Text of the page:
Do you receive orders from third-party sites like GrubHub or Doordash?
Restaurants today are accepting orders from a growing number of restaurant aggregator and third-party ordering sites. These sites can be an important sales channel for restaurants in major markets—and are becoming more popular across the country. Although they may charge more than other online ordering providers, in the right market, third-party ordering sites can attract a lot of new business.
One difficulty with these sites for restaurant operators is that most do not integrate with POS systems. And manually re-entering orders from third-party online ordering sites into the POS system takes restaurant staff away from other tasks.
A new technology integration between SpeedLine point of sale and Chowly Inc. eliminates this problem. Chowly delivers orders from third-party sites directly to the SpeedLine POS system in the restaurant. Orders slide into the production schedule, with nothing missed or delayed. Customers get their deliveries faster, and labor costs drop.
At Pizza Expo, Chowly Partner Brian Duncan shared the story of the company’s first client, a franchise owner who, at the time, had two full-time order entry staff on the schedule to re-enter several thousand third-party orders the restaurant received from GrubHub each week into their POS system. Some of these operators at the show commented that they currently accept orders from five or six different third-party ordering sites.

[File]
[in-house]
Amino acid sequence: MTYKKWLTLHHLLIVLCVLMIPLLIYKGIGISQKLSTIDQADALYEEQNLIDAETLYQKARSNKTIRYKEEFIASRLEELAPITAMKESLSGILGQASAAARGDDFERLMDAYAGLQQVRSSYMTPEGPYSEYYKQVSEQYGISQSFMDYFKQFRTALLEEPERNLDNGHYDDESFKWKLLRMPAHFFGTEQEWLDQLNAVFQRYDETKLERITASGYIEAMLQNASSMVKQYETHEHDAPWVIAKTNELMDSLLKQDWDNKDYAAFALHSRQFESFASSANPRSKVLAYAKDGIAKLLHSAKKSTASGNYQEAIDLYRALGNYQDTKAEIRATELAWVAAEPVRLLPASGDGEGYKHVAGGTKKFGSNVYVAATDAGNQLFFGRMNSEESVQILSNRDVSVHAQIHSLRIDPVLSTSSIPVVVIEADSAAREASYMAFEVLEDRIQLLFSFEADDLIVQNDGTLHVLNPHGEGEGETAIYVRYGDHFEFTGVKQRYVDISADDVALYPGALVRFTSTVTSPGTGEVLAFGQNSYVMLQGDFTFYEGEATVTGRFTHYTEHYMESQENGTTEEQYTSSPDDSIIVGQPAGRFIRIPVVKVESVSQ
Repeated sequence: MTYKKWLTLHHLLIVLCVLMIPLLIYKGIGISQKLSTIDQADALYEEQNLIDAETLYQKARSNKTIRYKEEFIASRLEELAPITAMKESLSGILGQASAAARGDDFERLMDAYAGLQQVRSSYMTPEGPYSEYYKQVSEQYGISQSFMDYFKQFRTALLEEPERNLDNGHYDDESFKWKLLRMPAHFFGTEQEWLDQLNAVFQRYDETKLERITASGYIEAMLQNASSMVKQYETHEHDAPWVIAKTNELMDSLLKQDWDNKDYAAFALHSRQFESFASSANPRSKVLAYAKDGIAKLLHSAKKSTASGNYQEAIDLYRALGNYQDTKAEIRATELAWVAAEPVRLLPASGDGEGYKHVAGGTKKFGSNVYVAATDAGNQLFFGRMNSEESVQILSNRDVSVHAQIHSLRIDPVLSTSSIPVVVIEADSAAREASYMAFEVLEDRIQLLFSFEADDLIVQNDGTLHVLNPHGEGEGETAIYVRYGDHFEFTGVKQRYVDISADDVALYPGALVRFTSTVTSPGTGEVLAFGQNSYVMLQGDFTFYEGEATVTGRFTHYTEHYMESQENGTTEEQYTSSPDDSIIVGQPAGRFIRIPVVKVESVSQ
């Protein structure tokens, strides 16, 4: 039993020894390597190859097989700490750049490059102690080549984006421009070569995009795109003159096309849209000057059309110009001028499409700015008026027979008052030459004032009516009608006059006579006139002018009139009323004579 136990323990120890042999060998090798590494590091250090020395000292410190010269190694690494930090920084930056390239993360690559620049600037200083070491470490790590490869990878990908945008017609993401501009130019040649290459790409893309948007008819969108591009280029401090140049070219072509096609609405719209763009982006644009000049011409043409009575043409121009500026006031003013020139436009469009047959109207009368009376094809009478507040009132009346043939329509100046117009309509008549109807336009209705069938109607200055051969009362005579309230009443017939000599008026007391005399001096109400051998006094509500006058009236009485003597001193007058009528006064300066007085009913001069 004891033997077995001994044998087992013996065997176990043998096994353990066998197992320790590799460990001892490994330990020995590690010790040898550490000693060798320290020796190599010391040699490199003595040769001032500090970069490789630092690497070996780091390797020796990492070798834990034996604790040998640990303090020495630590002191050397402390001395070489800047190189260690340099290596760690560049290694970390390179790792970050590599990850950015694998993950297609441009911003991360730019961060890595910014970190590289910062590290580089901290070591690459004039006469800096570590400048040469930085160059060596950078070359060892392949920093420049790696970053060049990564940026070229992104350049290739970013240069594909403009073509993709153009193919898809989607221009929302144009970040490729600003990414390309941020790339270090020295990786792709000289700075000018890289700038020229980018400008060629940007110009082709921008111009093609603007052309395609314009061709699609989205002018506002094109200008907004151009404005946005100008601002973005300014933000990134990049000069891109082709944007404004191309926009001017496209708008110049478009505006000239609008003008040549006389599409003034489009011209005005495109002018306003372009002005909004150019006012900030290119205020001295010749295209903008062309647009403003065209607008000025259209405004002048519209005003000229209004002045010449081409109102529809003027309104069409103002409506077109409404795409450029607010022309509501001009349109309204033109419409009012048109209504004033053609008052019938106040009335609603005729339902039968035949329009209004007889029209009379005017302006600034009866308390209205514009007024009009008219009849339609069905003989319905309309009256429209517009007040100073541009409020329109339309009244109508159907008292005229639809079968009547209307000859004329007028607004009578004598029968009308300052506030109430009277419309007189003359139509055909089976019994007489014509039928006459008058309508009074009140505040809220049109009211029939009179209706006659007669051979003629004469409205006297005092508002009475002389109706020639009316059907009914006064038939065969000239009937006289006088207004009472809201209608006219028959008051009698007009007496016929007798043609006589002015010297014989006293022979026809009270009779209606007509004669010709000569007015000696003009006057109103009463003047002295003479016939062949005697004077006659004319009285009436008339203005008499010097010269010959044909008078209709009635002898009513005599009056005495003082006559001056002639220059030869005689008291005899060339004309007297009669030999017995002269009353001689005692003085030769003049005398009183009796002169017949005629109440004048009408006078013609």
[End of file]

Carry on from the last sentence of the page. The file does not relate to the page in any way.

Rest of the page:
Third-party sites typically deliver orders to a tablet in the restaurant, or send them by email. As Duncan notes, in this scenario, restaurant staff first have to notice that an order came in (not always a given on a busy night), and then take the time to re-enter the order, hopefully without errors, into the POS.
Direct POS Integration from GrubHub and other Third-party Sites
Chowly, instead, intercepts the order, translates it to a format the SpeedLine system can read, and delivers it directly to the POS. So the orders from third-party sites flow automatically into the POS system, and print at the appropriate kitchen printers (or on displays in the kitchen).
Overall, feedback from restaurant operators at the show was that this type of integration would substantially reduce labor costs and potential errors.
Posted on Thu, Mar 24, 2016 @ 07:03 AM.
Updated on June 4, 2020 @ 9:11 PM PST.
Posted by Jennifer Wiebe
An occasional contributor to On Point, Jennifer led the marketing team at SpeedLine from 2002 to 2018. She loves books, yoga, playing at the beach, and commenting on bad TV with her family.| Author's website